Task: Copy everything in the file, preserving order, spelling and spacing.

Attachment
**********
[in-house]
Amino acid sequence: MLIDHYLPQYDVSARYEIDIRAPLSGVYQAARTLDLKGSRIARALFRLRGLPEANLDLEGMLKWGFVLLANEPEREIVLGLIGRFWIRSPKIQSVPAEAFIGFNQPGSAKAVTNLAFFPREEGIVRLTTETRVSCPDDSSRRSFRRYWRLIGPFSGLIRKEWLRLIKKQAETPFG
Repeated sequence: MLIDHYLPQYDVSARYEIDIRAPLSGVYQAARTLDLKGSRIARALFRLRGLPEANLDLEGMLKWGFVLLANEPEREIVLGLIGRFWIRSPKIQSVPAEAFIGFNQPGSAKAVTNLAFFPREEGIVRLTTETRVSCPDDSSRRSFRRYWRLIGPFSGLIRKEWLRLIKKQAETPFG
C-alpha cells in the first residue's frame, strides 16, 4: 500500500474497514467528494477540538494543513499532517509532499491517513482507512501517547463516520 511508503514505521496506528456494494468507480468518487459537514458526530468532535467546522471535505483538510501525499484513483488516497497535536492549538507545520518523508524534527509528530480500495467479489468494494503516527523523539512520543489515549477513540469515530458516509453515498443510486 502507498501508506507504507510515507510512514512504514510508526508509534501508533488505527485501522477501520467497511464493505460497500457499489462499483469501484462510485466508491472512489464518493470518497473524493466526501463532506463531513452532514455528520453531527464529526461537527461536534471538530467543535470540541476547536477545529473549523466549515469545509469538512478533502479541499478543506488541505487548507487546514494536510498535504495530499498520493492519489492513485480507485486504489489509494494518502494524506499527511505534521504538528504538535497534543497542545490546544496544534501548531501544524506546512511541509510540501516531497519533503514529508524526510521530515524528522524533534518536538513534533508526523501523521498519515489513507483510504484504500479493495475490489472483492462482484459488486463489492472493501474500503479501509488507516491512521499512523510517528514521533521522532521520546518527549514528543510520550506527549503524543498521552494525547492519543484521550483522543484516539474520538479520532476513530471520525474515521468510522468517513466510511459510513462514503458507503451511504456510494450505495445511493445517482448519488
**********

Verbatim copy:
[in-house]
Amino acid sequence: MLIDHYLPQYDVSARYEIDIRAPLSGVYQAARTLDLKGSRIARALFRLRGLPEANLDLEGMLKWGFVLLANEPEREIVLGLIGRFWIRSPKIQSVPAEAFIGFNQPGSAKAVTNLAFFPREEGIVRLTTETRVSCPDDSSRRSFRRYWRLIGPFSGLIRKEWLRLIKKQAETPFG
Repeated sequence: MLIDHYLPQYDVSARYEIDIRAPLSGVYQAARTLDLKGSRIARALFRLRGLPEANLDLEGMLKWGFVLLANEPEREIVLGLIGRFWIRSPKIQSVPAEAFIGFNQPGSAKAVTNLAFFPREEGIVRLTTETRVSCPDDSSRRSFRRYWRLIGPFSGLIRKEWLRLIKKQAETPFG
C-alpha cells in the first residue's frame, strides 16, 4: 500500500474497514467528494477540538494543513499532517509532499491517513482507512501517547463516520 511508503514505521496506528456494494468507480468518487459537514458526530468532535467546522471535505483538510501525499484513483488516497497535536492549538507545520518523508524534527509528530480500495467479489468494494503516527523523539512520543489515549477513540469515530458516509453515498443510486 502507498501508506507504507510515507510512514512504514510508526508509534501508533488505527485501522477501520467497511464493505460497500457499489462499483469501484462510485466508491472512489464518493470518497473524493466526501463532506463531513452532514455528520453531527464529526461537527461536534471538530467543535470540541476547536477545529473549523466549515469545509469538512478533502479541499478543506488541505487548507487546514494536510498535504495530499498520493492519489492513485480507485486504489489509494494518502494524506499527511505534521504538528504538535497534543497542545490546544496544534501548531501544524506546512511541509510540501516531497519533503514529508524526510521530515524528522524533534518536538513534533508526523501523521498519515489513507483510504484504500479493495475490489472483492462482484459488486463489492472493501474500503479501509488507516491512521499512523510517528514521533521522532521520546518527549514528543510520550506527549503524543498521552494525547492519543484521550483522543484516539474520538479520532476513530471520525474515521468510522468517513466510511459510513462514503458507503451511504456510494450505495445511493445517482448519488